Basil Rathbone

  1. John Barrymore, Reunion In Vienna,   1933.     Being rejected for four UK movies had Rathbone rushing back to   “relentless, stern, unforgiving” Hollywood.
  2. Claude Rains, Anthony Adverse, 1935.     Rathbone and Edward G Robinson were both in the Warner frame for Don Luis. Director William Dieterle was axed in  favour of  Mervyn LeRoy, who just happened to the the son-in-law of Harry, oldest of the three Warner brothers.
  3. Charles Boyer, The Garden of Allah, 1936.    Producer David O Selznick saw him for Androvzky –   the ex-monk in love with Marlene Dietrich.   Then   made him the other guy: Count Anteoni.
  4. Raymond Massey, The Hurricane, 1936.   As the New York Times reported much later (1938), Rathbone passed the bad-assed Tahiti governor DeLaage to Massey to smoulder with. Ford called on Rathbone for his next gig, The Adventures of Marco Polo – started a week after completing The Hurricane in September, 1937. Rathbone contiunued playing relentless, stern, unforgiving villains…  until rescued by 13 Sherlock Holmes films in seven years.
  5. Clark Gable, Gone With The Wind, 1939.
  6. Cedric Hardwicke, The Hunchback of Notre Dame, 1938.   Sir Cedric took over when Rathbone proved too busy to play Frollo in and around RKO’s 190 ft replica of Notre Dame (gargoyles, vaulted ceilings, stained glass windows and all)… in the San Fernando Valley.
  7. George   Brent, Dark Victory,  1939.     In a long letter to studio chief Jack Warner, full of actor’s anguish and bruised pride, Rathbone vowed never to test again and begged a favour:   destroy his unbelievably bad test as Dr Steele, opposite contract artist Gale Page subbing for Bette Davis. He was tired after shooting all day at 105 degrees on Dawn Patrol, when the test was made, late on a Saturday night, amid rows about time, money and changed dialogue. “Photographically, I  cannot  remember  when  I looked worst.” He felt associate producer David Lewis   chose the wrong scene – “the woman’s scene” – on purpose because “he never has wanted me to play Dr Steele.” Warners production chief Hal Wallis calmed him down:   “We know your capabilities and a test is not going to influence us aversely.”
  8. Henry Daniell, The Sea Hawk, 1939.      Twice was enough… Rathbone passed on Lord Wolfingham. Well, c’mon, he’d already been run through in sword-fencing duels with Errol Flynn in Captain Blood, 1934, and The Adventures of Robin Hood, 1937.  
  9. George Sanders, The Picture of Dorian Gray, 1944.  Pushed hard to grab all of Oscar Wilde’s best lines as  the scene-stealing misogynist, Lord Henry Wotton.  Impossible, said the MGM suits –  not for the last time – you are Sherlock Holmes! Now go back to Universal and continue making us a mint of money by loaning you out for work in and outside 221B Baker Street.

  10. Robert Douglas, Kim, 1950.    
    Fourth time lucky for MGM’s desire to film the Rudyard Kipling classic 1900 adventure about Kimball O”Hara, the orphaned  son of a British soldier  in the 1886 India under British rule. Kim posed as a Hindi beggar boy to help the UK Secret Service spy on Russian agitators.  Irving Thalberg won the rights for MGM in 1934 and a year later, the ex-Little Lord Fauntelroy, Freddie Bartholomew was  selected opposite  Lionel Barrymore as his Indian mentor, Mahbub Ali the Red Beard, in 1935. The project was shelved for another Kipling tale, Captains Courageous, with Spencer Tracy and young Freddie – announced as Kim again in 1937, opposite Robert Taylor as Red Beard.  After various delays Mickey Rooney (like who else) was the  1942 hero  in a typically Metro all-stars  line-up of John Carradine, Laird Cregar, Cedric Hardwicke, Basil Rathbone (as Kim’s boss, Colonel Creighton),  George Sanders, Akim Tamiroff and Conrad Veidt  WWII killed that as the script was too pro-British Empire and anti-Russia. Finally, MGM’s Boy With Green Hair, Dean Stockwell,  was Kim opposite  (a way too old and hardly Indian)  Errol Flynn. He quit King Solomon’s Mines to be Red Beard, because he didn’t fancy living  in a tent in Africa, while he had a hotel in Lucknow…  where Stockwell was doubled by a local kid.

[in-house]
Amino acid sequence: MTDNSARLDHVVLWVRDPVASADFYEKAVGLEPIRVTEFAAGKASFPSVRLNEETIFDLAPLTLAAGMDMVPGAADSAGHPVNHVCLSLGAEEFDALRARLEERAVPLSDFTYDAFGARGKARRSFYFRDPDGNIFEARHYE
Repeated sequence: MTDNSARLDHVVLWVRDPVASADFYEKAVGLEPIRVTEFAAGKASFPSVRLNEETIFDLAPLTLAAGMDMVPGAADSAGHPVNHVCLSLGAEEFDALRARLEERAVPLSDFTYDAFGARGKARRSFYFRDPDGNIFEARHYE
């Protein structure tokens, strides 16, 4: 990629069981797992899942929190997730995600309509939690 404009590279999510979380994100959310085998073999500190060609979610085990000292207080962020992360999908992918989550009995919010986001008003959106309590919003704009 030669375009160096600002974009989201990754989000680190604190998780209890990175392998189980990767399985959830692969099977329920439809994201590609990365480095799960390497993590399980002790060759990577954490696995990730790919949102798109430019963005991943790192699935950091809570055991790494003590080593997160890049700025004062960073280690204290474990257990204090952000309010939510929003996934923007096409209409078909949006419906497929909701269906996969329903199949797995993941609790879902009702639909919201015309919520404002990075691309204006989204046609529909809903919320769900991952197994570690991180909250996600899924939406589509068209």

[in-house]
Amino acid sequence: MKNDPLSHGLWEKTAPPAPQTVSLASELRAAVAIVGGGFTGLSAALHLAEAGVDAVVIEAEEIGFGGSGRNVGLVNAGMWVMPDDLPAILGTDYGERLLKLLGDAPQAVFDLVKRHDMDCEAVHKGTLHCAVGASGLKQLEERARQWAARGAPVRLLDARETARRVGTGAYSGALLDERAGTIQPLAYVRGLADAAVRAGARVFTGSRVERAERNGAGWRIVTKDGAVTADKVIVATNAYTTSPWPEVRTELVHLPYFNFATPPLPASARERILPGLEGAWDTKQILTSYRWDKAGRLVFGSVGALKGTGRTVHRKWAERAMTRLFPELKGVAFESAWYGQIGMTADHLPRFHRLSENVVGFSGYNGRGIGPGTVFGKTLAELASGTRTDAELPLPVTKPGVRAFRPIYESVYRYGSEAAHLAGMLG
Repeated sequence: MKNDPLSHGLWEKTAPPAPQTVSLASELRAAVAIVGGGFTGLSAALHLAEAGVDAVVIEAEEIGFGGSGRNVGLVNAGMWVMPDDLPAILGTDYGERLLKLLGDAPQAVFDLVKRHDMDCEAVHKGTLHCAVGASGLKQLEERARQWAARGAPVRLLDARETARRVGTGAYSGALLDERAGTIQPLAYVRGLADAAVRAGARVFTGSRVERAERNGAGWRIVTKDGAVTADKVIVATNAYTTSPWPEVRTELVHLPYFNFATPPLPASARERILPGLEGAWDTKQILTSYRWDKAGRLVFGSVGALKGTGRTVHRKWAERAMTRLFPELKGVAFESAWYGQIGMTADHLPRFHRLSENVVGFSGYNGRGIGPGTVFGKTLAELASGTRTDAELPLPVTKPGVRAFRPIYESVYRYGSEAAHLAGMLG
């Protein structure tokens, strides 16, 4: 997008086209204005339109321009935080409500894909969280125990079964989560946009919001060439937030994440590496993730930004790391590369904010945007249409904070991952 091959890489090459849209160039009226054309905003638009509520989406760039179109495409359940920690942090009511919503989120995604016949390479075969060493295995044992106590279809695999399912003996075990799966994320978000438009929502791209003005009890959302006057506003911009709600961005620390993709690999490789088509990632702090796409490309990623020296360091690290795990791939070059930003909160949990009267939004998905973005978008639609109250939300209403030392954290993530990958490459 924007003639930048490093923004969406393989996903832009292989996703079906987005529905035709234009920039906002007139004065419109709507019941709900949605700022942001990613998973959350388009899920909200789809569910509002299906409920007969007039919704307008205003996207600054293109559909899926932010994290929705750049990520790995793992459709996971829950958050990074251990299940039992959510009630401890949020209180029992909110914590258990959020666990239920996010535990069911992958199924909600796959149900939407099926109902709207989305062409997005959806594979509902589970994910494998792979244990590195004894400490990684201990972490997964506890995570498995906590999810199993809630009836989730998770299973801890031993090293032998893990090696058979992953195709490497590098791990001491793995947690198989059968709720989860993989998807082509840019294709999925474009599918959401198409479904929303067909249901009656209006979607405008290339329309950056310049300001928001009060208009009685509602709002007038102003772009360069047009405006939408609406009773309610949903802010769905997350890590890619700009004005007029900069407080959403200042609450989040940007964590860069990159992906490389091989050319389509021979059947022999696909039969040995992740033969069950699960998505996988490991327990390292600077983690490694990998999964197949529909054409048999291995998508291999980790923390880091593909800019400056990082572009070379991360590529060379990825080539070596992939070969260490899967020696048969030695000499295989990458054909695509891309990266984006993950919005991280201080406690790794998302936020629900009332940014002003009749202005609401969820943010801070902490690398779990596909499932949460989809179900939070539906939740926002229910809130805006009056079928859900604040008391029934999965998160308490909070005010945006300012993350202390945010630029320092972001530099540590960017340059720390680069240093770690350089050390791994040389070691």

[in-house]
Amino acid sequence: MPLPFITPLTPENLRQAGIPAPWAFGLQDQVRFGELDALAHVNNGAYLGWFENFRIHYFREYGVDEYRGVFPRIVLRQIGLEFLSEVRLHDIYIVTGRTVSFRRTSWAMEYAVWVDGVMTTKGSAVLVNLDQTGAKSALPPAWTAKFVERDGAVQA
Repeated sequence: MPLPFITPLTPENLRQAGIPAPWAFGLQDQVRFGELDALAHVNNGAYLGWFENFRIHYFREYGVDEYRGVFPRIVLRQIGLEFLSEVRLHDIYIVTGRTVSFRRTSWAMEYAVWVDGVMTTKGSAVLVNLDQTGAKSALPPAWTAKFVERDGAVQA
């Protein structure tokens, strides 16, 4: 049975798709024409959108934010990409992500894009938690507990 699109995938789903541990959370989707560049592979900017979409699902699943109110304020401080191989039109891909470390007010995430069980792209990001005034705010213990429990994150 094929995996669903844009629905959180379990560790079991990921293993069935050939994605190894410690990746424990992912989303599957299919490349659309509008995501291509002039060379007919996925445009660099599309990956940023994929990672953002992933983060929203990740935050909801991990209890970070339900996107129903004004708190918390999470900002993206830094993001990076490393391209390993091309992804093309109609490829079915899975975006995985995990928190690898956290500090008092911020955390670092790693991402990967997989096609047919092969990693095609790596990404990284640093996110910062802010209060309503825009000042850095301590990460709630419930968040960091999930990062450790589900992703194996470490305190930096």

11. George Sanders, All About Eve, 1950.
  12. Michael Rennie, The Day The Earth Stood Still, 1951.  Spencer Tracy “didn’t want to play second fiddle to a damn robot.”  And Raisn was not keen on being  an alien visitor. Like leading lady Patricia Neal, Rains had no idea that the little movie would turn into a  great sf classic. She even  found it difficult to keep a straight face while saying her lines to Rennie’s Klaatu. Or: Klaatu barada nikto. (George Lucas named two his Star Wars  alien bounty hunters, Klaatu and Barada Nikto).
  13. Edward G Robinson, The Ten Commandments, 1954.
  14. Patrick Magee, The Masque of the Red Death, 1963.   Roger Corman moved his Edgar Allen Poe act to London – bringing Vincent Price with him as Prince Prospero. Magee succeeded first choice Rathbone as the corrupt Alfredo. The whole enterprise was beautifully shot by Nic Roeg – future director of such magic as Performance, Don’t Look Now, The Man Who Fell To Earth.
  15. Robert Flemyng, The Blood Beast Terror (US: The Vampire-Beast Craves Blood), 1968.  Rathbone, was perhaps fortunate to die before shooting began.  His successor hated making the horror movie about his mad scientist creating what we all need: a human/moth hybrid living on human blood. And tthe star, Peter Cushing – he needed the money for his dying wife’s medical bills – said this was the worst film he ever made.  The leading  lady was Wanda Ventham – the mother  of Benedict Cumberbatch. 







 Birth year: 1892Death year: 1967Other name: Casting Calls:  15